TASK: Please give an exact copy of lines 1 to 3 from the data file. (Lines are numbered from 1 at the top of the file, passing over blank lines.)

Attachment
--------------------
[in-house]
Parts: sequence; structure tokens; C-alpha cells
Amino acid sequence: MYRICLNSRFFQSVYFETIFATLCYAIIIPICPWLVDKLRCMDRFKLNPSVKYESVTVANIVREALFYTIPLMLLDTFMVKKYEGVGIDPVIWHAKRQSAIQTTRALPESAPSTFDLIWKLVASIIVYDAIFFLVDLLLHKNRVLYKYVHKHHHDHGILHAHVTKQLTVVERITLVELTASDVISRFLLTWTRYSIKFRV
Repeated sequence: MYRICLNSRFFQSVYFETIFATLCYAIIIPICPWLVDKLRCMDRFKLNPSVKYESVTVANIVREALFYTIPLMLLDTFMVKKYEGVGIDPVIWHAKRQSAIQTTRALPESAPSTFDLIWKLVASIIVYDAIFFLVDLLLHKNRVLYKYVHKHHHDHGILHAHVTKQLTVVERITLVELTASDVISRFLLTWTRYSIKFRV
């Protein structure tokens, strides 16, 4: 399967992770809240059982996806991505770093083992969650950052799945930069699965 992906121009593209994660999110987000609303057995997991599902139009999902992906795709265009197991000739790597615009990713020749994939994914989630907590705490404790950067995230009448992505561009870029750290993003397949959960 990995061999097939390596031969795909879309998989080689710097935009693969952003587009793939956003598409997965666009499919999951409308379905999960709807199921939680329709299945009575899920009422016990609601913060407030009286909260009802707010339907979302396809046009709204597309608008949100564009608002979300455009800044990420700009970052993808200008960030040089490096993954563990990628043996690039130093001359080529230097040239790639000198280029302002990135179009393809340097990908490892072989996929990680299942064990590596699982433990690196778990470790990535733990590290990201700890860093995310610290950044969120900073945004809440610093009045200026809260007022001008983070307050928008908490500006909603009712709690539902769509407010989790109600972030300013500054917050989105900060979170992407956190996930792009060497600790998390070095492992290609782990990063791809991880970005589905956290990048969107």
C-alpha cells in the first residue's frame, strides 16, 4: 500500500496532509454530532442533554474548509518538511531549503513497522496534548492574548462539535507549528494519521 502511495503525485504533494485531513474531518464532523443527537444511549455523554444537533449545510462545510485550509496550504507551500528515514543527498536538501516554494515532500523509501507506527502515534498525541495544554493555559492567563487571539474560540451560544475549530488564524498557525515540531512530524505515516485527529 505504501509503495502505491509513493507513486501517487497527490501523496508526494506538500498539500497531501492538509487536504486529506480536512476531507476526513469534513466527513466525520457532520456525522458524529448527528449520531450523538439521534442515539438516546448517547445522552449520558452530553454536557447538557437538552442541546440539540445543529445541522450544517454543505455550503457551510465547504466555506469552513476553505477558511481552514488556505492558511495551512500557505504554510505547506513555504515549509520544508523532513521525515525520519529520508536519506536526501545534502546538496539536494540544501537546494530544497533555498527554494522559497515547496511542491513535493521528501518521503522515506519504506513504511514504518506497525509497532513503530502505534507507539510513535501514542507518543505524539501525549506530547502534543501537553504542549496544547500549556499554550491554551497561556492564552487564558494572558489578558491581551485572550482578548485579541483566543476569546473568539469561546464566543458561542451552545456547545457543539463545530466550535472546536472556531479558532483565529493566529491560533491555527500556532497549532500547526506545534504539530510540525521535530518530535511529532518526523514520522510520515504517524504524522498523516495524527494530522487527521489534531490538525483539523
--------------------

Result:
[in-house]
Parts: sequence; structure tokens; C-alpha cells
Amino acid sequence: MYRICLNSRFFQSVYFETIFATLCYAIIIPICPWLVDKLRCMDRFKLNPSVKYESVTVANIVREALFYTIPLMLLDTFMVKKYEGVGIDPVIWHAKRQSAIQTTRALPESAPSTFDLIWKLVASIIVYDAIFFLVDLLLHKNRVLYKYVHKHHHDHGILHAHVTKQLTVVERITLVELTASDVISRFLLTWTRYSIKFRV